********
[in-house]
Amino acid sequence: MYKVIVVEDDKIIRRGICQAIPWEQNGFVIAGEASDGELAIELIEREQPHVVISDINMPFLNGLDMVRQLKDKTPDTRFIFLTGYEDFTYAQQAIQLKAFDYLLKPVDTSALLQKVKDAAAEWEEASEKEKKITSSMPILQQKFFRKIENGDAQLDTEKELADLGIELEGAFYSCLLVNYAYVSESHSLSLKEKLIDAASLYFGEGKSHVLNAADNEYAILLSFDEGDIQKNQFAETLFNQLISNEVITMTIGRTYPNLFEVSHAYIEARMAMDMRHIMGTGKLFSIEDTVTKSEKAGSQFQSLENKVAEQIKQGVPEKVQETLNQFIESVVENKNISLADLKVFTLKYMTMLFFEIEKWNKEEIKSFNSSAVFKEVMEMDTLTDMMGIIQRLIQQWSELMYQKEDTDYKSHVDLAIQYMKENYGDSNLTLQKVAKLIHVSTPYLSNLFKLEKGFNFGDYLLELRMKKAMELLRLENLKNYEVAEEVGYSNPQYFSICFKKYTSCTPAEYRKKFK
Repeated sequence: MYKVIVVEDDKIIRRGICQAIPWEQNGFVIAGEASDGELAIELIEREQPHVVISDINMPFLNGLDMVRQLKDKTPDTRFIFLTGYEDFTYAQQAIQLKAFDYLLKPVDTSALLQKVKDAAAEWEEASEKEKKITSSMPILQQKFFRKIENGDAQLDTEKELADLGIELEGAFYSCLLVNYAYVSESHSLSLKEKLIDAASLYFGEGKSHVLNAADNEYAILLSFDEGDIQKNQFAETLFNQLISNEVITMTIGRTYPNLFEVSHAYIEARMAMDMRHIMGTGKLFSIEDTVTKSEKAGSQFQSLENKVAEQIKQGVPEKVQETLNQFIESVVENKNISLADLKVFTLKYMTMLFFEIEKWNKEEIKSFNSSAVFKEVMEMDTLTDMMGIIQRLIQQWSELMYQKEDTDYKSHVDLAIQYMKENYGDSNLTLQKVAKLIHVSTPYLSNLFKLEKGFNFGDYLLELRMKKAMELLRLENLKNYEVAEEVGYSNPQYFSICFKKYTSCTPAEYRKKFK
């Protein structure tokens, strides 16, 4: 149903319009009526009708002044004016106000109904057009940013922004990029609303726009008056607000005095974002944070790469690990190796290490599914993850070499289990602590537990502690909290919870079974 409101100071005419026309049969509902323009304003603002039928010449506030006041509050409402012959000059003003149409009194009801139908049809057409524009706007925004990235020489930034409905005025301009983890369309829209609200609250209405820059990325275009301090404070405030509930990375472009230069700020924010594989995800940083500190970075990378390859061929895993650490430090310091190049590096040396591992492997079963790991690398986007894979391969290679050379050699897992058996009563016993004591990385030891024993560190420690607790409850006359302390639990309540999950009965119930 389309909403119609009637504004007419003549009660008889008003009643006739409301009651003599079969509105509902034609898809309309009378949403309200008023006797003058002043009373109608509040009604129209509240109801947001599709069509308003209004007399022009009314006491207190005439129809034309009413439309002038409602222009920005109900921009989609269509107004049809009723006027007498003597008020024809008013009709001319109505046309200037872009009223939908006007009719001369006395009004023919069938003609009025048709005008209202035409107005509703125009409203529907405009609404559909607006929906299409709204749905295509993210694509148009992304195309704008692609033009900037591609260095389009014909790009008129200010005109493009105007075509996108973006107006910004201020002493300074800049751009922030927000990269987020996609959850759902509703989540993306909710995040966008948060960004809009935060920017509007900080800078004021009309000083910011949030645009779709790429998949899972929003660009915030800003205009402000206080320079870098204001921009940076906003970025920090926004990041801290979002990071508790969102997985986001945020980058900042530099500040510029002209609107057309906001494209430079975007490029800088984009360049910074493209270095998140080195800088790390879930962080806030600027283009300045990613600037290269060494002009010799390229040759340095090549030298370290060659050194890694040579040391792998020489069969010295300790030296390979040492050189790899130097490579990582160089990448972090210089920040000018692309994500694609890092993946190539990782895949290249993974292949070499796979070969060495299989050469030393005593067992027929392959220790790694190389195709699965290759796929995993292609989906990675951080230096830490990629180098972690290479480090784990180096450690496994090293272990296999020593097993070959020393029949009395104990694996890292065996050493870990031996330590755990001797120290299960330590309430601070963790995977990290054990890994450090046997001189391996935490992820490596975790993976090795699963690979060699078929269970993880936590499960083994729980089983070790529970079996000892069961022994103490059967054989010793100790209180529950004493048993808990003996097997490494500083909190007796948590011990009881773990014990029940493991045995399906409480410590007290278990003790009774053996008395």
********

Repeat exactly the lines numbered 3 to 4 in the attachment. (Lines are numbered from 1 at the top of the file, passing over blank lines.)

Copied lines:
Repeated sequence: MYKVIVVEDDKIIRRGICQAIPWEQNGFVIAGEASDGELAIELIEREQPHVVISDINMPFLNGLDMVRQLKDKTPDTRFIFLTGYEDFTYAQQAIQLKAFDYLLKPVDTSALLQKVKDAAAEWEEASEKEKKITSSMPILQQKFFRKIENGDAQLDTEKELADLGIELEGAFYSCLLVNYAYVSESHSLSLKEKLIDAASLYFGEGKSHVLNAADNEYAILLSFDEGDIQKNQFAETLFNQLISNEVITMTIGRTYPNLFEVSHAYIEARMAMDMRHIMGTGKLFSIEDTVTKSEKAGSQFQSLENKVAEQIKQGVPEKVQETLNQFIESVVENKNISLADLKVFTLKYMTMLFFEIEKWNKEEIKSFNSSAVFKEVMEMDTLTDMMGIIQRLIQQWSELMYQKEDTDYKSHVDLAIQYMKENYGDSNLTLQKVAKLIHVSTPYLSNLFKLEKGFNFGDYLLELRMKKAMELLRLENLKNYEVAEEVGYSNPQYFSICFKKYTSCTPAEYRKKFK
């Protein structure tokens, strides 16, 4: 149903319009009526009708002044004016106000109904057009940013922004990029609303726009008056607000005095974002944070790469690990190796290490599914993850070499289990602590537990502690909290919870079974 409101100071005419026309049969509902323009304003603002039928010449506030006041509050409402012959000059003003149409009194009801139908049809057409524009706007925004990235020489930034409905005025301009983890369309829209609200609250209405820059990325275009301090404070405030509930990375472009230069700020924010594989995800940083500190970075990378390859061929895993650490430090310091190049590096040396591992492997079963790991690398986007894979391969290679050379050699897992058996009563016993004591990385030891024993560190420690607790409850006359302390639990309540999950009965119930 389309909403119609009637504004007419003549009660008889008003009643006739409301009651003599079969509105509902034609898809309309009378949403309200008023006797003058002043009373109608509040009604129209509240109801947001599709069509308003209004007399022009009314006491207190005439129809034309009413439309002038409602222009920005109900921009989609269509107004049809009723006027007498003597008020024809008013009709001319109505046309200037872009009223939908006007009719001369006395009004023919069938003609009025048709005008209202035409107005509703125009409203529907405009609404559909607006929906299409709204749905295509993210694509148009992304195309704008692609033009900037591609260095389009014909790009008129200010005109493009105007075509996108973006107006910004201020002493300074800049751009922030927000990269987020996609959850759902509703989540993306909710995040966008948060960004809009935060920017509007900080800078004021009309000083910011949030645009779709790429998949899972929003660009915030800003205009402000206080320079870098204001921009940076906003970025920090926004990041801290979002990071508790969102997985986001945020980058900042530099500040510029002209609107057309906001494209430079975007490029800088984009360049910074493209270095998140080195800088790390879930962080806030600027283009300045990613600037290269060494002009010799390229040759340095090549030298370290060659050194890694040579040391792998020489069969010295300790030296390979040492050189790899130097490579990582160089990448972090210089920040000018692309994500694609890092993946190539990782895949290249993974292949070499796979070969060495299989050469030393005593067992027929392959220790790694190389195709699965290759796929995993292609989906990675951080230096830490990629180098972690290479480090784990180096450690496994090293272990296999020593097993070959020393029949009395104990694996890292065996050493870990031996330590755990001797120290299960330590309430601070963790995977990290054990890994450090046997001189391996935490992820490596975790993976090795699963690979060699078929269970993880936590499960083994729980089983070790529970079996000892069961022994103490059967054989010793100790209180529950004493048993808990003996097997490494500083909190007796948590011990009881773990014990029940493991045995399906409480410590007290278990003790009774053996008395």